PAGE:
Research Interests


My research extends over a number of interrelated areas within anthropology, religious studies and cognate disciplines. My main ethnographic focus has been on religion in Tibetan societies, the primary topic of my book Civilized Shamans (1993), but I have increasingly come to view this material in the wider context of religion, politics and society in Central, South and South-East Asia, and the historical development of religious and political institutions within this wider region.

Theoretically, my interests centre around the understanding of cultural processes and their effects on human behaviour, with especial reference to shamanism, ritual and religion and their contemporary analogues. While based in anthropological theory, they extend into what could be called the comparative sociology of systems of knowledge, including the sociology of science and of social science, the question of popular and 'informal' knowledge and the role of the media. I am particularly interested in processes of change in social and cultural systems. My book Mind, Body and Culture (1990) is an initial exploration of many of these themes, and sketches a theoretical framework in which 'knowledge', both informal and formal, is seen as one aspect of cultural processes taking place within a field which encompasses both mind and body, individual and society.

An important additional focus for many years has been the anthropology of music. While I have not published as extensively in this area, it has been an important theoretical and ethnographic resource. My work on the Gesar epic of Tibet has explored some of the connections between music and wider social and cultural processes, including Tibetan versions of 'shamanism'. More recently I have become involved in research on healing and medical pluralism among Tibetans, which has led to a further exploration of aspects of popular and pragmatic religion. Another recent focus for research has been new religious movements in Western society, and in particular the recent growth of shamanism and paganism.

MI am currently working on a extended project on the relationship between "official" religion (Brahmanical, Buddhist, Islamic etc) and "shamanic" and other forms of popular, pragmatically-oriented religion in South and Southeast Asia. The first part of this project is mainly historical, and involves reconceptualising the development of Indic religions so as to highlight these relatively marginalised aspects. Later parts will be more ethnographic and contemporary in orientation, and will also include field research (together with Dr Santi Rozario) on women's religious life among Bengali and Maithili peoples. Plans for future research also include further development of the theoretical approach first presented in Mind, Body and Culture, with particular reference to contemporary Western society.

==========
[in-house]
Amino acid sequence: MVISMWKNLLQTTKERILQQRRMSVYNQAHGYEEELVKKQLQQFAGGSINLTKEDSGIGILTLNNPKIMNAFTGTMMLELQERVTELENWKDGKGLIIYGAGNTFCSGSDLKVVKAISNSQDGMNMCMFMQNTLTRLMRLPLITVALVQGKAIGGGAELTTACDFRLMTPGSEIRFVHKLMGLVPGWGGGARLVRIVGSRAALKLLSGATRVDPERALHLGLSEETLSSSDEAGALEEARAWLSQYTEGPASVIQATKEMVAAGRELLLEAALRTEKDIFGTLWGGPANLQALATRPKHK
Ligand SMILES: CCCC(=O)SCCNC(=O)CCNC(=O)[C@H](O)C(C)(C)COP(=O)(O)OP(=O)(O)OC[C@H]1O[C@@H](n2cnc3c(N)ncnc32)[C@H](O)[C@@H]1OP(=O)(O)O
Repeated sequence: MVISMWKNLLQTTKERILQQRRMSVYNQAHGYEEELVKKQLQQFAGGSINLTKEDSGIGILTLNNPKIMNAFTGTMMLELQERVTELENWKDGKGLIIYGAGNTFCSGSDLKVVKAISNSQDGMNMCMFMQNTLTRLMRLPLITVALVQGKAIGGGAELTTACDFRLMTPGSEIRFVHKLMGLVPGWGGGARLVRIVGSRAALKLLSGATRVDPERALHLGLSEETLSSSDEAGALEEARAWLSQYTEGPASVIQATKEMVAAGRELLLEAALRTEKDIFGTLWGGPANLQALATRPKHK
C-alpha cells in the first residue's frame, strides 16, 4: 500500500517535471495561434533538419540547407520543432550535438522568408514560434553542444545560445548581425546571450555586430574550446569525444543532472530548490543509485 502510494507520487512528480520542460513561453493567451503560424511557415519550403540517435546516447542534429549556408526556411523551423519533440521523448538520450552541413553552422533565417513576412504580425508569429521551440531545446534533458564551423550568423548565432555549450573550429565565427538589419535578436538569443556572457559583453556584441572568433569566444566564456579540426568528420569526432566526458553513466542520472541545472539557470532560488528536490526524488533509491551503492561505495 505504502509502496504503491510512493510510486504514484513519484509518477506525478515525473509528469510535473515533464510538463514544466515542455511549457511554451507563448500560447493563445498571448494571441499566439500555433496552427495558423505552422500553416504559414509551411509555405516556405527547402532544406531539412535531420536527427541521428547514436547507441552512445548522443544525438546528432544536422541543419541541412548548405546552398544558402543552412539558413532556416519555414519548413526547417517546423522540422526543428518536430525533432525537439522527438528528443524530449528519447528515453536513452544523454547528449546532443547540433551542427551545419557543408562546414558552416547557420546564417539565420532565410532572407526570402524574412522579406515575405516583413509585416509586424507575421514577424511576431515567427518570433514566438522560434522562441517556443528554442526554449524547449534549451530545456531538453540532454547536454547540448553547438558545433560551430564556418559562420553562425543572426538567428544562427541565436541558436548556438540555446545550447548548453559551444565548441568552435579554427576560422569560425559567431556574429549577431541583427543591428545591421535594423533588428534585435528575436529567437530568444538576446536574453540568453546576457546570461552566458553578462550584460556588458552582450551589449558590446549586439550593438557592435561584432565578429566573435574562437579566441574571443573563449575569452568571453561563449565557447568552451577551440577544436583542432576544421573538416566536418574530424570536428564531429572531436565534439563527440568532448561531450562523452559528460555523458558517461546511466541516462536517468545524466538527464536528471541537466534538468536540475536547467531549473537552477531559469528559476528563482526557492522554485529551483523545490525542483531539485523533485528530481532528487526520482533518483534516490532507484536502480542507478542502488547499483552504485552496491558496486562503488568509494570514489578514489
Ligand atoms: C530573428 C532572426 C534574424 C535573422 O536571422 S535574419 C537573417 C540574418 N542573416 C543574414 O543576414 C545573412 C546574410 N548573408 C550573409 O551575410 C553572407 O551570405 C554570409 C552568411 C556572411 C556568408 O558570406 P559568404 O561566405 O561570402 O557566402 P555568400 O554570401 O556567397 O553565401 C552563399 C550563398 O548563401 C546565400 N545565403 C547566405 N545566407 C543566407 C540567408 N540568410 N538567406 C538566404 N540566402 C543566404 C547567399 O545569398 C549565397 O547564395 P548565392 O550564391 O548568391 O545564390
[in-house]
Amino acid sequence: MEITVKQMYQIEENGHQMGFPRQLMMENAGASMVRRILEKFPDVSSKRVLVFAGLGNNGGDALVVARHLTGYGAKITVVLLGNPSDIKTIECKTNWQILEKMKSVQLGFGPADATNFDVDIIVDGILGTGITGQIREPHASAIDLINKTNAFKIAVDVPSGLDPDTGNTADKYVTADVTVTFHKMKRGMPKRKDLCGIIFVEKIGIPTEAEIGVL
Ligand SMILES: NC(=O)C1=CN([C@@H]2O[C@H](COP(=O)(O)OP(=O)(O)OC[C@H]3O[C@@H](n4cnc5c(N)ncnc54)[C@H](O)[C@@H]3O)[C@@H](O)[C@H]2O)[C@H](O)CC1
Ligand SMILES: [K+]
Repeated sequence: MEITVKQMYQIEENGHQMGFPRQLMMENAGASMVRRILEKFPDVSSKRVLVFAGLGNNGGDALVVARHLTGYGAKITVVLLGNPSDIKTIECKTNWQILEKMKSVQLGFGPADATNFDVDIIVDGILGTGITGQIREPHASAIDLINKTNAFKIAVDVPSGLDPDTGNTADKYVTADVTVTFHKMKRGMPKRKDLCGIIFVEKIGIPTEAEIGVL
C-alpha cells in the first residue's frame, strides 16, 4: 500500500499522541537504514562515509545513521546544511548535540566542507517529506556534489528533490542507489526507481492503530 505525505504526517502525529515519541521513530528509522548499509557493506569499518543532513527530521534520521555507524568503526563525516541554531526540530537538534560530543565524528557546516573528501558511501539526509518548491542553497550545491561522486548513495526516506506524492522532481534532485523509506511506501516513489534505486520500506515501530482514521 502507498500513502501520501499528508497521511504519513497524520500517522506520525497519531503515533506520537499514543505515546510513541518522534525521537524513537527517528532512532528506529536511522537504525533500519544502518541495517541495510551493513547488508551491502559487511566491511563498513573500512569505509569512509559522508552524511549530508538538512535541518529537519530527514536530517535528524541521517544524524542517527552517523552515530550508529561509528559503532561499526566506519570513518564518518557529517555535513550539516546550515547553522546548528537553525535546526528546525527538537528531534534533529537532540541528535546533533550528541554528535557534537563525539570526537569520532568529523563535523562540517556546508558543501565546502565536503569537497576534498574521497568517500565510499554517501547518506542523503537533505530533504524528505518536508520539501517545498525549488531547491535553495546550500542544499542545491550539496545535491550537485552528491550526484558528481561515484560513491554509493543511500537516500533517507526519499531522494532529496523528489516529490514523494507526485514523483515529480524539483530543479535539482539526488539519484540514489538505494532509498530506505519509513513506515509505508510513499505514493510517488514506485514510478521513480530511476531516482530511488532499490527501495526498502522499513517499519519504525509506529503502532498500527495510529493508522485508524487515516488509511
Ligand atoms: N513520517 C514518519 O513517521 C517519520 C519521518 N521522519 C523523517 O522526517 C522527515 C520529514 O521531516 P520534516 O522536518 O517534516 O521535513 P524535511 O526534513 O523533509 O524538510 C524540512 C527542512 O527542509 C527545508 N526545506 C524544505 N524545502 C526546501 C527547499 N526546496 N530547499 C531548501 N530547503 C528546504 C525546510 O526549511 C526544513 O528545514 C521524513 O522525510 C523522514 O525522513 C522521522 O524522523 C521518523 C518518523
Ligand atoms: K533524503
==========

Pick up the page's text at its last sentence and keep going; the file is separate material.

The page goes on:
Field Research


Nepal and North India, January 1971 to July 1972

This research, with Tibetans (mainly refugees) in Nepal and North India, was the basis of my Ph.D. dissertation. Its major topic was religion in Tibetan society and in particular the role of the lama. I also did some research on Tibetan music and got to know some aspects of North Indian society.

North India, August and September 1973; Nepal and North India, December 1978

These two short trips were mainly to study and record Tibetan secular music; the second also involved some work on the Tibetan epic.

West Java, December 1984 and January 1985

This was a short research trip mainly devoted to work on Sundanese music.

Nepal and Central Tibet, July-August 1987

On this trip I did some work on Tibetan religion and, in particular, examined contemporary Tibetan religious life

Thailand, India, Nepal, China and Japan, June to September 1989; India, January 1990 and July-September 1990; Nepal, Central and Eastern Tibet, August 1991; India, December 1991 and January 1992, August 1992

These six trips were in connection with my Australia Research Council-funded research on the East Tibetan epic of Gesar of Ling and related issues in East Tibetan society and religion. The last three involved some work with ethnographic video.

Bangladesh and Nepal, December 1993 and January 1994

This was a preliminary field trip for a planned comparative research project on women's health and ritual in South Asia.

North India, July and August 1996

This was research on medical pluralism among Tibetan refugees in Dalhousie, H.P. and Delhi, in conjunction with my second ARC large grant.

South India and Sri Lanka, Dec. 1997 and Jan. 1998

A preliminary field trip in connection with the womenıs health and ritual project, combined with research towards a critical history of religion in South and Southeast Asia.


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Updated GBS 05/03/2002